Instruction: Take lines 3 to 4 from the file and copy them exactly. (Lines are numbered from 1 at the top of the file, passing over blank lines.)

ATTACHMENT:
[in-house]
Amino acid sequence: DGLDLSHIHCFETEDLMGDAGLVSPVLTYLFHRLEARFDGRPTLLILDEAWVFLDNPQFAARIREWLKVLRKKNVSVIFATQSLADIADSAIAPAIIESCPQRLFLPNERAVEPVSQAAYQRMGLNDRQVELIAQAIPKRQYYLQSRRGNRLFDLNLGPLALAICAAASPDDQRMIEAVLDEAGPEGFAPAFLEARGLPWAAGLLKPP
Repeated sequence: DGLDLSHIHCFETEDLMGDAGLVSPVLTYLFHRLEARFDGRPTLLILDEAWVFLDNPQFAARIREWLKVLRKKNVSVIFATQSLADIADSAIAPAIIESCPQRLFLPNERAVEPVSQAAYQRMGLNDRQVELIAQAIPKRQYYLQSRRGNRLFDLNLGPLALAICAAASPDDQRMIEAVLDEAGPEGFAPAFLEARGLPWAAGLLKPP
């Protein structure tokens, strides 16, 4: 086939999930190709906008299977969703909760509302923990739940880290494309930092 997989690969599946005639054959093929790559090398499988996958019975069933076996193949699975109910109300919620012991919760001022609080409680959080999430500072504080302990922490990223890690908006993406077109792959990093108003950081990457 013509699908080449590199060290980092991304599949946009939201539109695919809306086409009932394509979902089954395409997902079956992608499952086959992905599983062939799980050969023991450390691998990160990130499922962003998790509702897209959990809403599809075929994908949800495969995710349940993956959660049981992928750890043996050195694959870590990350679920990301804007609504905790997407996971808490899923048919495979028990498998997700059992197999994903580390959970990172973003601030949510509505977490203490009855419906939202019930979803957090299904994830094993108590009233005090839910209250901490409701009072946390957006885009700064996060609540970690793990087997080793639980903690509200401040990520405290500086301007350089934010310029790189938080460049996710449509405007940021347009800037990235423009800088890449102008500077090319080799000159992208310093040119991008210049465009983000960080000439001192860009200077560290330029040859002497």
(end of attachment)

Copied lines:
Repeated sequence: DGLDLSHIHCFETEDLMGDAGLVSPVLTYLFHRLEARFDGRPTLLILDEAWVFLDNPQFAARIREWLKVLRKKNVSVIFATQSLADIADSAIAPAIIESCPQRLFLPNERAVEPVSQAAYQRMGLNDRQVELIAQAIPKRQYYLQSRRGNRLFDLNLGPLALAICAAASPDDQRMIEAVLDEAGPEGFAPAFLEARGLPWAAGLLKPP
């Protein structure tokens, strides 16, 4: 086939999930190709906008299977969703909760509302923990739940880290494309930092 997989690969599946005639054959093929790559090398499988996958019975069933076996193949699975109910109300919620012991919760001022609080409680959080999430500072504080302990922490990223890690908006993406077109792959990093108003950081990457 013509699908080449590199060290980092991304599949946009939201539109695919809306086409009932394509979902089954395409997902079956992608499952086959992905599983062939799980050969023991450390691998990160990130499922962003998790509702897209959990809403599809075929994908949800495969995710349940993956959660049981992928750890043996050195694959870590990350679920990301804007609504905790997407996971808490899923048919495979028990498998997700059992197999994903580390959970990172973003601030949510509505977490203490009855419906939202019930979803957090299904994830094993108590009233005090839910209250901490409701009072946390957006885009700064996060609540970690793990087997080793639980903690509200401040990520405290500086301007350089934010310029790189938080460049996710449509405007940021347009800037990235423009800088890449102008500077090319080799000159992208310093040119991008210049465009983000960080000439001192860009200077560290330029040859002497």